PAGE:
But gentrification is also a structural process of capital accumulation for real estate developers — as well as many home-owners. In Denmead’s examples, gentrification is certainly structural: the city government granted real estate developers tax credits and created a noncontiguous historic district to spur the transformation of formerly industrial space into residential apartments. By relying on art and artists to lure wealthier renters and buyers to working-class neighbourhoods, real estate developers are able to profit more quickly — closing what Neil Smith would call the ‘rent gap‘: the difference between the current ground rent on a space and the potential, much higher rate after gentrification.
Throughout the book, Denmead foregrounds the experiences, creative practices and vocabularies of the youth participants in New Urban Arts. (The term ‘gentrifying force,’ for example, comes from a social media post by an alumni of the programme.) If Florida’s approach to urban development focused on attracting ‘creative class’ workers, Denmead’s focus here is on the ways that all workers and all people are creative, though he notes that the creative practices of the youth participants often stand in contrast to those that are valued by funders and city officials.
In his third chapter, Denmead frames ‘chillaxing’ (a term he borrows from Lunisol, a participant) as a necessary process of rest and recuperation to cope with the traumas of dealing with a racist education system and racialised poverty. The first three chapters lift up practices like ‘chillaxing’, ‘trouble-making’ and the ‘hot mess’ (in the context of New Urban Arts, Denmead and participants conceptualise a ‘hot mess’ as a sort of generative chaos). Such practices often stand in contrast or opposition to those encouraged by the education system. New Urban Arts would come into conflict with governmental agencies due to the unstructured nature of the programming — evaluators would score the programme low in categories like ‘starting on time’. Governmental funders expected New Urban Arts to ‘reform’ the youth of colour participating in its programming. But Denmead exposes a double standard: in his education as a white student in well-resourced institutions, Denmead was encouraged to explore and push boundaries, while the youth of colour in New Urban Arts’s programming do not have their creativity and curiosity cultivated in the same way by their schools.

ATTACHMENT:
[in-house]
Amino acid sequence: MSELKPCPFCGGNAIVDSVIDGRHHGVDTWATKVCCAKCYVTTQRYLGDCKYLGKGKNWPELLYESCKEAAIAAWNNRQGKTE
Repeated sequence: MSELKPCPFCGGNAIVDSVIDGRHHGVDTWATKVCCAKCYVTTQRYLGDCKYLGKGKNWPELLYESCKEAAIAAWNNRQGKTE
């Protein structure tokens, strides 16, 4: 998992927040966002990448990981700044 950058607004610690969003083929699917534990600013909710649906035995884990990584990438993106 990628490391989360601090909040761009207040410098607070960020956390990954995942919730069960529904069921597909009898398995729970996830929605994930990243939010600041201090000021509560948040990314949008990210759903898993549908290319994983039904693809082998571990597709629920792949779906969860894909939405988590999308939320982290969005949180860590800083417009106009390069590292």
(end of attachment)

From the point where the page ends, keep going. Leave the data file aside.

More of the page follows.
In The Creative Underclass, Denmead spends a good amount of the book exploring his positionality, both as the founder and organiser of New Urban Arts and as an academic working on issues of education. Denmead, as a white man, has benefited from his white privilege and his class privilege. It is this privilege that allowed him to explore his interests and creativity freely as a child and undergraduate student. It is this privilege that enabled him to start a non-profit in his early twenties that was looked upon favorably by governmental and non-profit funders. It is this privilege that allows him to write books reflecting on this experience, which ultimately advances his own academic career — as he writes himself in the book. This self-reflexivity can sometimes feel like hand-wringing, but it is an important step through which Denmead positions himself not as an outside observer, but as a participant and beneficiary of racist systems.
The relationship between gentrification and culture is a fraught and complicated one, and there is no easy path. But through engaging with the creative strategies of the youth that Denmead profiles in The Creative Underclass, we might begin to envision a future city that enables the creativity of all, not ‘creativity’ as a luxury consumer product. This volume highlights the lived experiences of youth living through the challenges of gentrification. Planners and policymakers may find it to be an important corollary to more revenue-oriented visions of the ‘creative city’, exposing a deep rift between the experiences of Florida’s ‘creative class’ and Denmead’s ‘creative underclass’. Those in the education sector, too, will find its exploration of inequality valuable, especially in considering the ways that even well-meaning arts programmes can replicate systems of race- and class-based inequalities in the face of gentrification.
- This article originally appeared at the LSE Review of Books.
- Please read our comments policy before commenting.
Shortened URL for this post: https://bit.ly/36IPeaa
About the reviewer
Kevin Ritter is an urban planner and administrator in New York City. He holds a master’s in urban planning from Hunter College, where served on the editorial board of the Urban Review. He currently serves as the Convening Technology Producer for Common Field.